Judges to limit use of death sentence
The mainland's top court has instructed judges to limit the use of the death penalty and commute all capital penalties that do not warrant immediate execution to two-year suspended death sentences.
The order, a reiteration of existing legal procedures, came in the Supreme People's Court annual report released on Tuesday. Legal experts said it was significant, given rising public calls for capital punishment in several high-profile cases recently.
Angered by perceived court injustices and the runaway wealth gap, the public is becoming sceptical about death penalties being reduced to lesser punishments - particularly when it involves corrupt officials or notorious murderers. However, Beijing is facing pressure from rights groups around the world to reduce the use of the death penalty.
The report said the death penalty review mechanism had entered a stage of stable development. It said the court should allow mitigation of punishment whenever it was legally possible.
'Whenever the case does not require immediate execution, the Supreme People's Court had allowed the death penalty to be suspended,' it said. In particular, in crimes stemming from civil disputes, the court would encourage reconciliation between the two sides and would refrain as much as possible from ordering immediate execution. It said the aim was to 'reduce social conflicts'.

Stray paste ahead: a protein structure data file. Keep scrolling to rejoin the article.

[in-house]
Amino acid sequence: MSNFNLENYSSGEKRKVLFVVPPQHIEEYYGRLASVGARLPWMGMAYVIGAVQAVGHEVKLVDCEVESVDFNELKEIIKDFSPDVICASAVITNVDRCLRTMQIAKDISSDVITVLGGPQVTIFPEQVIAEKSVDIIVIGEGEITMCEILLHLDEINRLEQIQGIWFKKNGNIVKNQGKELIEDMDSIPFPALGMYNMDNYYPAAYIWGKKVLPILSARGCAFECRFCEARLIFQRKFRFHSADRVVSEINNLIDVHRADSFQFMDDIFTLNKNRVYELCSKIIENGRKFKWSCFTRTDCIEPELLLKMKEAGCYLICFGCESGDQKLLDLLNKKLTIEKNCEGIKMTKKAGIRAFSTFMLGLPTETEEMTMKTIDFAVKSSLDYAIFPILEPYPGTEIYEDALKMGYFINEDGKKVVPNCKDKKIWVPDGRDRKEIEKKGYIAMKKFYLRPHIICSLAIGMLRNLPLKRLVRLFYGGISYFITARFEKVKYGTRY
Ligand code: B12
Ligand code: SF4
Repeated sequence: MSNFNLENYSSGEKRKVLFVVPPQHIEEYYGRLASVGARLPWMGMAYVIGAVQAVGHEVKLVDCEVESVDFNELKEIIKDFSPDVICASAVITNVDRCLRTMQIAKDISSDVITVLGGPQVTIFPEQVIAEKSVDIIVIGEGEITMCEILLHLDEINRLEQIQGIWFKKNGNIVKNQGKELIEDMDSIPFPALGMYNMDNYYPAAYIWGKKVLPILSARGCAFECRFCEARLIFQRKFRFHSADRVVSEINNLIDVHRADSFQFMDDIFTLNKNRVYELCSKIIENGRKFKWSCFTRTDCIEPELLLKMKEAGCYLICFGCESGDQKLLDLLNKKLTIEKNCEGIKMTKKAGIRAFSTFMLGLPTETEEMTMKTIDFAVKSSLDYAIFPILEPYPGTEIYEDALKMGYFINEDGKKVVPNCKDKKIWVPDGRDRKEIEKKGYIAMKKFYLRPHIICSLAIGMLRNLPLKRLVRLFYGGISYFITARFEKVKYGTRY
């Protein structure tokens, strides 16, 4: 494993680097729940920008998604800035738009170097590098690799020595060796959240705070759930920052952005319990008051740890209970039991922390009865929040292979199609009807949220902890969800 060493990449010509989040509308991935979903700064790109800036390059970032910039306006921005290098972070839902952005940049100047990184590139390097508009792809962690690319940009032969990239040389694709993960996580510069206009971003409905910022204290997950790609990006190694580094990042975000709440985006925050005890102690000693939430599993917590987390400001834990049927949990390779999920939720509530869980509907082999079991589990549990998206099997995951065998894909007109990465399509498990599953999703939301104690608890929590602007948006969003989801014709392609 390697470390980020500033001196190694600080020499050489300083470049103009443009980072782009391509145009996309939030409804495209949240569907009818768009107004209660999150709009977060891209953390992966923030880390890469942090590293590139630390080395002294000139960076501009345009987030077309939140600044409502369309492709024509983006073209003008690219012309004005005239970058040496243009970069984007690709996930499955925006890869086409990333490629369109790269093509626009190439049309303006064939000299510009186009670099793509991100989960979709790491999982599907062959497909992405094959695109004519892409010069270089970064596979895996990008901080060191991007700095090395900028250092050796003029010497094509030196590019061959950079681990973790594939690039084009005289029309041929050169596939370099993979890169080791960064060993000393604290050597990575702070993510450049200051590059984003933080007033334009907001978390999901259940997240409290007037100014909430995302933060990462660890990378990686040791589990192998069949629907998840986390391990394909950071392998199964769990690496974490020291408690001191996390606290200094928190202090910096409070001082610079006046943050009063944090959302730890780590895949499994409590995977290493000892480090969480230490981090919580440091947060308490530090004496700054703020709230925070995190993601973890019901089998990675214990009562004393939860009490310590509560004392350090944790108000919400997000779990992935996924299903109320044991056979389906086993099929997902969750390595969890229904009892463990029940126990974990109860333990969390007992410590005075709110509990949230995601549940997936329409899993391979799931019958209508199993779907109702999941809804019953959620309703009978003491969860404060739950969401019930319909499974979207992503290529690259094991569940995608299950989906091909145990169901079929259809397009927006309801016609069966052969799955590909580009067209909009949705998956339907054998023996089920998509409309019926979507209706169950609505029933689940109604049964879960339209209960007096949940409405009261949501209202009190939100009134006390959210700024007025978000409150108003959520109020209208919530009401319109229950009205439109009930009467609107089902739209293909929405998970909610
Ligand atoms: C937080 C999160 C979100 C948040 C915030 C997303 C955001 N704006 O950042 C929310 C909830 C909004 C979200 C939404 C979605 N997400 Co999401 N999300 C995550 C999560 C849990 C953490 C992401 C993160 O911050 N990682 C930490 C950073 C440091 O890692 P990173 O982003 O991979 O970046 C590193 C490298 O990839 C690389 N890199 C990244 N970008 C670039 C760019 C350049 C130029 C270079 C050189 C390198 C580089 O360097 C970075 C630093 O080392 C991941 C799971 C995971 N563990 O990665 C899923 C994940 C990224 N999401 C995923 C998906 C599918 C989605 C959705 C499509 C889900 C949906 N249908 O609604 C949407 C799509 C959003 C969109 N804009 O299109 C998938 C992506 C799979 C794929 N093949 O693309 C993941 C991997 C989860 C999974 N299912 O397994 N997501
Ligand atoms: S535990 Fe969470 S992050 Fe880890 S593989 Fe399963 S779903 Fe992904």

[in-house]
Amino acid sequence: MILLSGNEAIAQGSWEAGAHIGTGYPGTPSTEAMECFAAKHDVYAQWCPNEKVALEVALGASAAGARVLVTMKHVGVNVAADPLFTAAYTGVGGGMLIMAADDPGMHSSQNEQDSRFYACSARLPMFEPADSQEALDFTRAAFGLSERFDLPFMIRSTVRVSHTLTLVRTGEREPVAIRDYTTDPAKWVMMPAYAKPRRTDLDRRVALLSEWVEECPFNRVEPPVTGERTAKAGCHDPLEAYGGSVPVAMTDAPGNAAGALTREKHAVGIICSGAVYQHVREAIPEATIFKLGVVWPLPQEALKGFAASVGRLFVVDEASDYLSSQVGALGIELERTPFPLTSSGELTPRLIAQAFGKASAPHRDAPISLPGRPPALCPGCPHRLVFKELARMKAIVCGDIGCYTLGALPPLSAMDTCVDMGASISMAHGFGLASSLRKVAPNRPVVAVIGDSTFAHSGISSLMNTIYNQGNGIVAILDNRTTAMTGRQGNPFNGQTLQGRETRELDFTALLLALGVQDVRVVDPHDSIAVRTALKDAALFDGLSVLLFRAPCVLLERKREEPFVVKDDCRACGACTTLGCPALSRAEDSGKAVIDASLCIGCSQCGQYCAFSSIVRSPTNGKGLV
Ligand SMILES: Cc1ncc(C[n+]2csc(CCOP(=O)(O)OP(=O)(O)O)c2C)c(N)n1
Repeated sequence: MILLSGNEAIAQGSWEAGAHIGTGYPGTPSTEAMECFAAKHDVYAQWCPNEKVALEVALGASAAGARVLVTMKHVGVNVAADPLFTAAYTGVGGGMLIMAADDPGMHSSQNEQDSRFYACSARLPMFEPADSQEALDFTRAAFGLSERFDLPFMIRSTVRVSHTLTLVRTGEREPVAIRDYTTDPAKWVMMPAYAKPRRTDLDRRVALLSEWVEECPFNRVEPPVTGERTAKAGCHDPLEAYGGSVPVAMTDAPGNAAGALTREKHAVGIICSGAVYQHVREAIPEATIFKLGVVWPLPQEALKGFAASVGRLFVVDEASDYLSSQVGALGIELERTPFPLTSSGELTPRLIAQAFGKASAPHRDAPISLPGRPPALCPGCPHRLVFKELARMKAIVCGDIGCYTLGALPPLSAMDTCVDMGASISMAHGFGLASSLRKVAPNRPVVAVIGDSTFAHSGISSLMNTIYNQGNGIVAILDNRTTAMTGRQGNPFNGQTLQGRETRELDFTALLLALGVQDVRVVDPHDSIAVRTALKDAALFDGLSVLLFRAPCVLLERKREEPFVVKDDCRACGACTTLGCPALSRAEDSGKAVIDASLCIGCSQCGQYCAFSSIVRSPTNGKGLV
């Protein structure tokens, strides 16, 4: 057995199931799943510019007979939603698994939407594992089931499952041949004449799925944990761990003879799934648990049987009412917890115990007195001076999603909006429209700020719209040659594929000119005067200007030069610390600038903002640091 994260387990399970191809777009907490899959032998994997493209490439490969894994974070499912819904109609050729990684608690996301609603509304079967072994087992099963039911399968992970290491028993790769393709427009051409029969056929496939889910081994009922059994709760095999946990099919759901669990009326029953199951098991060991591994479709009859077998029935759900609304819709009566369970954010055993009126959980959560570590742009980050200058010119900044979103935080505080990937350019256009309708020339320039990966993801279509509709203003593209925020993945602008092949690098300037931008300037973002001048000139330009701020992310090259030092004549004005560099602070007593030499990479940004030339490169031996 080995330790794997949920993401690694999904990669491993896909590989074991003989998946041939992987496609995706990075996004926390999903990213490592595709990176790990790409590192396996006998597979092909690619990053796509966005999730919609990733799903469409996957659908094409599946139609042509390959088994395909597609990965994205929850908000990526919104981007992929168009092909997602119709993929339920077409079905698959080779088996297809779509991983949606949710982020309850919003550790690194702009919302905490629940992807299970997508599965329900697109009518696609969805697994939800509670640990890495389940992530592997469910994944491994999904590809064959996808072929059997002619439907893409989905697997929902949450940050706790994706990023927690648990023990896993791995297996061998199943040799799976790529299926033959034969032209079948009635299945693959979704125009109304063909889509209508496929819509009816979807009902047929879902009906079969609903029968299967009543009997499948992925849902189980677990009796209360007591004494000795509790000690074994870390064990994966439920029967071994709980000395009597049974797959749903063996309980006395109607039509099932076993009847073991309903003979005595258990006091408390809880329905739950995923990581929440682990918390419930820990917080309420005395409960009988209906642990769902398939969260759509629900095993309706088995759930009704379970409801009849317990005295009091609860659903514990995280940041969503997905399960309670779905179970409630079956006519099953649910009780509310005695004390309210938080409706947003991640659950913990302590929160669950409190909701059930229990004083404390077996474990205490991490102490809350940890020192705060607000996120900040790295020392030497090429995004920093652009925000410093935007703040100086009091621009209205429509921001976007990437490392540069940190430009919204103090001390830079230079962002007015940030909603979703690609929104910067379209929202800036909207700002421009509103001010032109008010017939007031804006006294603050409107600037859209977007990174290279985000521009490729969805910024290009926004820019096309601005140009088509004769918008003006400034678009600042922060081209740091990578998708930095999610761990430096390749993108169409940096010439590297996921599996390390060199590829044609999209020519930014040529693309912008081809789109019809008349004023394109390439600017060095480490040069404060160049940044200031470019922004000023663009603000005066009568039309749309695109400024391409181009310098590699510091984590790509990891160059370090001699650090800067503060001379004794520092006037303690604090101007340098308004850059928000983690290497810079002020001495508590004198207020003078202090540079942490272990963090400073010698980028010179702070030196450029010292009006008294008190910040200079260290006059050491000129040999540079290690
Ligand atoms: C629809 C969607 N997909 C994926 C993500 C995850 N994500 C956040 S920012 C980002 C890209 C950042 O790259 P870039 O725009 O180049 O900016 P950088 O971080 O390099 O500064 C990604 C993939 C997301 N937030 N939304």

The latest development highlights challenges Beijing is facing in reforming its legal system. It is trying to introduce standardised professionalism to local courts, at a time when the authorities are becoming more sensitive to public opinion.
In general, mainland authorities are moving towards limiting the use of capital punishment, rolling out a series of measures including the 2007 requirement for all death penalty decisions to be further reviewed by the Supreme People's Court.
'The courts enjoy huge discretion in deciding whether a person should be given a suspended death sentence or a death sentence, as there are no specific rules on this at the moment apart from the general mitigation rules,' Chinese Academy of Social Sciences professor Liu Renwen said. 'Therefore, the SPC's reiteration of this policy direction would have a great impact on how the lower courts rule.'
Popular sentiment sometimes run against this trend.
'There are already a few unhappy suggestions from the public saying that this report was released so as to allow suspended death sentences for defendants like Yao Jiaxin ,' Joshua Rosenzweig, senior research manager of The Dui Hua Foundation, said. 'We would have to wait and see whether this policy could be fully implemented given the public concerns over public safety and corruption.'
Yao was a young driver who hit his victim by accident, but then stabbed her to death to avoid future trouble. The case has greatly angered the public, which called for retributive justice. He was sentenced to death in April. Former Hangzhou vice-mayor Xu Maiyong was sentenced to death this month for corruption and bribery involving 200 million yuan (HK$239 million).